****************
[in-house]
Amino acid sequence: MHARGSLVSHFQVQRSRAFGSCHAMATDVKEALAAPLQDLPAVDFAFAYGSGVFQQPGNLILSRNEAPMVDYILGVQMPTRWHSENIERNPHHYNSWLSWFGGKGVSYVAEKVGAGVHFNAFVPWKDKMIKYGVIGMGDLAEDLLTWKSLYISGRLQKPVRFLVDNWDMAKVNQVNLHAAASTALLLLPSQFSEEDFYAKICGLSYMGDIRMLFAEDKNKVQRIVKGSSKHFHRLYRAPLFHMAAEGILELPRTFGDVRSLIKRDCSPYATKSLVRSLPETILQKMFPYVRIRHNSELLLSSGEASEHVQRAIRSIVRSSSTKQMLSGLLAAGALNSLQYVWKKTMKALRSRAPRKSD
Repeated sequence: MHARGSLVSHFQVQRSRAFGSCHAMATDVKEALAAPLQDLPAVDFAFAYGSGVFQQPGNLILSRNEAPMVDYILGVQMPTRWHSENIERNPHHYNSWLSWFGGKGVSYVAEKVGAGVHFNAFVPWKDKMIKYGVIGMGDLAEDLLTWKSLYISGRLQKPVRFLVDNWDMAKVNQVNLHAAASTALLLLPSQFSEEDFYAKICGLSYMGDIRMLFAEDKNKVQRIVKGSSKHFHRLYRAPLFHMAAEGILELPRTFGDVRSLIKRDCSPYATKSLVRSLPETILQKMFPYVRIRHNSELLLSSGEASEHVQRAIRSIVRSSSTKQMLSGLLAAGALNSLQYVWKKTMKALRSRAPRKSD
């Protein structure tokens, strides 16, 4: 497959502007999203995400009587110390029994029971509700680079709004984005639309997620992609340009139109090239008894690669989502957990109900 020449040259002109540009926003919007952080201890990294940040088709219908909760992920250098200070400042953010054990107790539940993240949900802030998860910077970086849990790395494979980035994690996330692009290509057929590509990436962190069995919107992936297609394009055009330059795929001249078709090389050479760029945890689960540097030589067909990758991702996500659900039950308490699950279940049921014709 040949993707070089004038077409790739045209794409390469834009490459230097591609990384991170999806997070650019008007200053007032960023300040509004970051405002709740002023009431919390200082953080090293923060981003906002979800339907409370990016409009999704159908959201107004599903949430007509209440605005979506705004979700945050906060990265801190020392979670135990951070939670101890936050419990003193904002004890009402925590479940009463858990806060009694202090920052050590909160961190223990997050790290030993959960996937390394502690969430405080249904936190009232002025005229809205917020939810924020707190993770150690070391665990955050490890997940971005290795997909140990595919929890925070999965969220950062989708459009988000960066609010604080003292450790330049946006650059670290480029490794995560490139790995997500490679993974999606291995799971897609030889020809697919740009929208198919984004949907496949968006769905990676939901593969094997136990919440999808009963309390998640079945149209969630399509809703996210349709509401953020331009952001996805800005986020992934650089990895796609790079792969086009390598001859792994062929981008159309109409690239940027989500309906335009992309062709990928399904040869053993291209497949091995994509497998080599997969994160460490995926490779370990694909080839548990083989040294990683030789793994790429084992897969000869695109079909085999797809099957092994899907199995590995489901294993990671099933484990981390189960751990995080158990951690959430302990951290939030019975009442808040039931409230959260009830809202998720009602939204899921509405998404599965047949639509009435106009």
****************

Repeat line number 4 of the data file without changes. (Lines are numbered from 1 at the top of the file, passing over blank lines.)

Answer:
């Protein structure tokens, strides 16, 4: 497959502007999203995400009587110390029994029971509700680079709004984005639309997620992609340009139109090239008894690669989502957990109900 020449040259002109540009926003919007952080201890990294940040088709219908909760992920250098200070400042953010054990107790539940993240949900802030998860910077970086849990790395494979980035994690996330692009290509057929590509990436962190069995919107992936297609394009055009330059795929001249078709090389050479760029945890689960540097030589067909990758991702996500659900039950308490699950279940049921014709 040949993707070089004038077409790739045209794409390469834009490459230097591609990384991170999806997070650019008007200053007032960023300040509004970051405002709740002023009431919390200082953080090293923060981003906002979800339907409370990016409009999704159908959201107004599903949430007509209440605005979506705004979700945050906060990265801190020392979670135990951070939670101890936050419990003193904002004890009402925590479940009463858990806060009694202090920052050590909160961190223990997050790290030993959960996937390394502690969430405080249904936190009232002025005229809205917020939810924020707190993770150690070391665990955050490890997940971005290795997909140990595919929890925070999965969220950062989708459009988000960066609010604080003292450790330049946006650059670290480029490794995560490139790995997500490679993974999606291995799971897609030889020809697919740009929208198919984004949907496949968006769905990676939901593969094997136990919440999808009963309390998640079945149209969630399509809703996210349709509401953020331009952001996805800005986020992934650089990895796609790079792969086009390598001859792994062929981008159309109409690239940027989500309906335009992309062709990928399904040869053993291209497949091995994509497998080599997969994160460490995926490779370990694909080839548990083989040294990683030789793994790429084992897969000869695109079909085999797809099957092994899907199995590995489901294993990671099933484990981390189960751990995080158990951690959430302990951290939030019975009442808040039931409230959260009830809202998720009602939204899921509405998404599965047949639509009435106009």